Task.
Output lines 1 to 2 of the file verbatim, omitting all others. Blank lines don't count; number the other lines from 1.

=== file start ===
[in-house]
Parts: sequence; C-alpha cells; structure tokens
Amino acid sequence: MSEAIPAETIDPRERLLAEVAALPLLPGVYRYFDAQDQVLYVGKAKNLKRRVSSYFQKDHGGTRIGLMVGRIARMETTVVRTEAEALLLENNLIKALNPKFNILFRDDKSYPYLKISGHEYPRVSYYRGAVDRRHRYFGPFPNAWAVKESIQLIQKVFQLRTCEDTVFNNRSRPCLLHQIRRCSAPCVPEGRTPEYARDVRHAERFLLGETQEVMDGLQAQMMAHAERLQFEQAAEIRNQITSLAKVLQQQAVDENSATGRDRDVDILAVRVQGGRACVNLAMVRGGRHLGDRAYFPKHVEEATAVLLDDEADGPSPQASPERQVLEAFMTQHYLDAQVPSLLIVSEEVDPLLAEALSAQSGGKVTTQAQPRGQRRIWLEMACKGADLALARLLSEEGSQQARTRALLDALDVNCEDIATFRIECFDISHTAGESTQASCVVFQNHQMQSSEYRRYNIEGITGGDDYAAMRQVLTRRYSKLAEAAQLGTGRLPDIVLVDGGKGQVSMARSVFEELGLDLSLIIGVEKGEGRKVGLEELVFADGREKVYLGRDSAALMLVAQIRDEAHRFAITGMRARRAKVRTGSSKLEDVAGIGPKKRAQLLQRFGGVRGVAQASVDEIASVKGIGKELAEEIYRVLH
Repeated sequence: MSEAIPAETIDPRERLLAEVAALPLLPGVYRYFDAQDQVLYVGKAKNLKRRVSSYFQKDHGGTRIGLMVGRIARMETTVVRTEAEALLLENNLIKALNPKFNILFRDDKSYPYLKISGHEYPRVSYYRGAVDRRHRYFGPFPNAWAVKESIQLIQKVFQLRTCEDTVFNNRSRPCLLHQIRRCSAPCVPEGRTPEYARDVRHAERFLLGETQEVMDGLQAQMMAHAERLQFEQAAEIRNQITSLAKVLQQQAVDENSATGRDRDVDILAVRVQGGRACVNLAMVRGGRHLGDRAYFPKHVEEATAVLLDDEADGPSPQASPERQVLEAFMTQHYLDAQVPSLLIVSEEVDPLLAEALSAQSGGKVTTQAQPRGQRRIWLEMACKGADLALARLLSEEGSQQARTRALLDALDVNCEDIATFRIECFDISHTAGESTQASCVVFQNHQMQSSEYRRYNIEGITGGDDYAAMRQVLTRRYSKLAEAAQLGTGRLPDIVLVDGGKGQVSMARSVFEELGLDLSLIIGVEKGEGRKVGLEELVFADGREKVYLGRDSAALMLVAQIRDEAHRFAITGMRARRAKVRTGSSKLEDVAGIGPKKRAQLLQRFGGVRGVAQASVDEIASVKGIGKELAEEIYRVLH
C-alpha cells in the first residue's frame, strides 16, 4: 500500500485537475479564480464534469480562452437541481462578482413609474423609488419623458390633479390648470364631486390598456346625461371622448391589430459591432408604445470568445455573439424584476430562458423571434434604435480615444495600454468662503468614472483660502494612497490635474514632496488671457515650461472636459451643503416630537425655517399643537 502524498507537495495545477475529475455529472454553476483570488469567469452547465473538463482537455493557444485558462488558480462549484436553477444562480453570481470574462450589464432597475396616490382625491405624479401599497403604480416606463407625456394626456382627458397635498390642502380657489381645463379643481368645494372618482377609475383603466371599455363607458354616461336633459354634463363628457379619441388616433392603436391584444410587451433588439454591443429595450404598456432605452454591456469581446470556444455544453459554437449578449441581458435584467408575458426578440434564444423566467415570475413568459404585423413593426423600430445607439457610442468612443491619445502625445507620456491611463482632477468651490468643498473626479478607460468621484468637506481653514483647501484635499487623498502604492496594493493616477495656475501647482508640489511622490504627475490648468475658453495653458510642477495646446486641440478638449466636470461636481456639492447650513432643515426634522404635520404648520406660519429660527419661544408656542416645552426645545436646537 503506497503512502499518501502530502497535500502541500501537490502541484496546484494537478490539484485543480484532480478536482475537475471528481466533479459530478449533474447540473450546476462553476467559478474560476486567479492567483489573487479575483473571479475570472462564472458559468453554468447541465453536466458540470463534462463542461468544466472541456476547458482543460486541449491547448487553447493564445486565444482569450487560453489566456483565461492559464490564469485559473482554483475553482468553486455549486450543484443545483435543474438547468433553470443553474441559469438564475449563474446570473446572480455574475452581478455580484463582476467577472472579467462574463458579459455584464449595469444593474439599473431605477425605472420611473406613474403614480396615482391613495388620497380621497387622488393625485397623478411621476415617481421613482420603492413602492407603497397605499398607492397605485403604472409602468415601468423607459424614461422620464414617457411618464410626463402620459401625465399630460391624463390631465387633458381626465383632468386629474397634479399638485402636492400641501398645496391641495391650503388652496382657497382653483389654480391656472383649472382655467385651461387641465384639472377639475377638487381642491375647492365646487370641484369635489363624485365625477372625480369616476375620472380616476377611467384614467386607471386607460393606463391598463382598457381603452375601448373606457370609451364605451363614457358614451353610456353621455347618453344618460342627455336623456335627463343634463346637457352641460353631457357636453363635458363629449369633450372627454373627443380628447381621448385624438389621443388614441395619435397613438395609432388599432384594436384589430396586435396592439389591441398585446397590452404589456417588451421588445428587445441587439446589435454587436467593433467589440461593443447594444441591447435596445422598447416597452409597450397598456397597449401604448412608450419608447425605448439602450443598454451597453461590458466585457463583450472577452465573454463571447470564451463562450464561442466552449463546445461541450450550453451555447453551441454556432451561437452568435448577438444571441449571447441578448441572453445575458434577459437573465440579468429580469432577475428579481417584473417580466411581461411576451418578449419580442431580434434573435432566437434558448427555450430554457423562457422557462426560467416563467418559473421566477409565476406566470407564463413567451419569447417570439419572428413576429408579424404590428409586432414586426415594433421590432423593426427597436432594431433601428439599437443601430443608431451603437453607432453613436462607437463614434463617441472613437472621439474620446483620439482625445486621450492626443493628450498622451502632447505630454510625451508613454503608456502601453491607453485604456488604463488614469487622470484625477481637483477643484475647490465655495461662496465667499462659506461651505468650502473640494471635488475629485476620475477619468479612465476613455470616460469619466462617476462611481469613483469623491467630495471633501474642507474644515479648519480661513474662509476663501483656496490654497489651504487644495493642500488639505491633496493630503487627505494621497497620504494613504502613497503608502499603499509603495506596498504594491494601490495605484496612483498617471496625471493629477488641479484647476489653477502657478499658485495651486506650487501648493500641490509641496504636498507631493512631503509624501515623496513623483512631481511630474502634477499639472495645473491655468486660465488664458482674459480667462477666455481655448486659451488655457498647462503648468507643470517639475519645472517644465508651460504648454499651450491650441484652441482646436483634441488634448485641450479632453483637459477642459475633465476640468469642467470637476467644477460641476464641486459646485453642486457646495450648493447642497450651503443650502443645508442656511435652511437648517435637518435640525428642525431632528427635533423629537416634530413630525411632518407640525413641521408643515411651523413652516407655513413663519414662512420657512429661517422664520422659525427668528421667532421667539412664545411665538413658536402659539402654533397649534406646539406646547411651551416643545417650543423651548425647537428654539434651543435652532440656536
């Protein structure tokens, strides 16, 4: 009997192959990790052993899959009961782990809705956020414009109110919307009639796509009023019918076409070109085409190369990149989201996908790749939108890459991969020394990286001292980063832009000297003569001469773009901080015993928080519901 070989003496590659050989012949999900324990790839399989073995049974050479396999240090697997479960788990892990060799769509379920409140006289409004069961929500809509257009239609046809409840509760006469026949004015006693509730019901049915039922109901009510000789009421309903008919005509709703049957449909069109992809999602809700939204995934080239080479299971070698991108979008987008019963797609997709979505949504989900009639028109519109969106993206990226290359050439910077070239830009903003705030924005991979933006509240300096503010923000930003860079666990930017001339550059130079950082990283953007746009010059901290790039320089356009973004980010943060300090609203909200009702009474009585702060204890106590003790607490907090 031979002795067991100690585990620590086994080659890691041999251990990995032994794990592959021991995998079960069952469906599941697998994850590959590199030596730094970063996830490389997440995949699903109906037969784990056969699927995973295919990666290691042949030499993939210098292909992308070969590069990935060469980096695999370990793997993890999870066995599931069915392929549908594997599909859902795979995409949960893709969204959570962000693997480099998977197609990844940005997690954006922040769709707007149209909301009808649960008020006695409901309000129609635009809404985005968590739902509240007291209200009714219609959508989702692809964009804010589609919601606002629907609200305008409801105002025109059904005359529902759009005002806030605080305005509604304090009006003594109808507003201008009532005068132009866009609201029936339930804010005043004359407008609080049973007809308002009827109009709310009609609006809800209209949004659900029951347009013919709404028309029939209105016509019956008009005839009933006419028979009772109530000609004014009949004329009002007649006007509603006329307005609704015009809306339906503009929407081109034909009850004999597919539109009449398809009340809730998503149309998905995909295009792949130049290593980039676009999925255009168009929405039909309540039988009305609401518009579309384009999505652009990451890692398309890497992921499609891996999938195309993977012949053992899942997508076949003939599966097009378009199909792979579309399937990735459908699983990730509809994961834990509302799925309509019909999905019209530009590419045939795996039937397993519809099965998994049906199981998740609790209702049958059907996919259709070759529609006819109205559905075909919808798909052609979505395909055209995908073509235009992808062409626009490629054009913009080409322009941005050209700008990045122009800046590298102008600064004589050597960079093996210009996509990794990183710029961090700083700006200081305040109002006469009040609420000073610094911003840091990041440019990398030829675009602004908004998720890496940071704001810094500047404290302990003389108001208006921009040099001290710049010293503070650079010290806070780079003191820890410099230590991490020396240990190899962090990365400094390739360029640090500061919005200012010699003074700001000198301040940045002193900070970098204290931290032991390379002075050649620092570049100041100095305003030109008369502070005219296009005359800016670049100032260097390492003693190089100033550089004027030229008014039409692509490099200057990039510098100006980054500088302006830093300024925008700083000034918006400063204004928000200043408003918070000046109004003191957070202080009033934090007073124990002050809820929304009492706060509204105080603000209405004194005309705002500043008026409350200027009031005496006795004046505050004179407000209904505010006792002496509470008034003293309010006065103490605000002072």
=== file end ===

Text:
[in-house]
Parts: sequence; C-alpha cells; structure tokens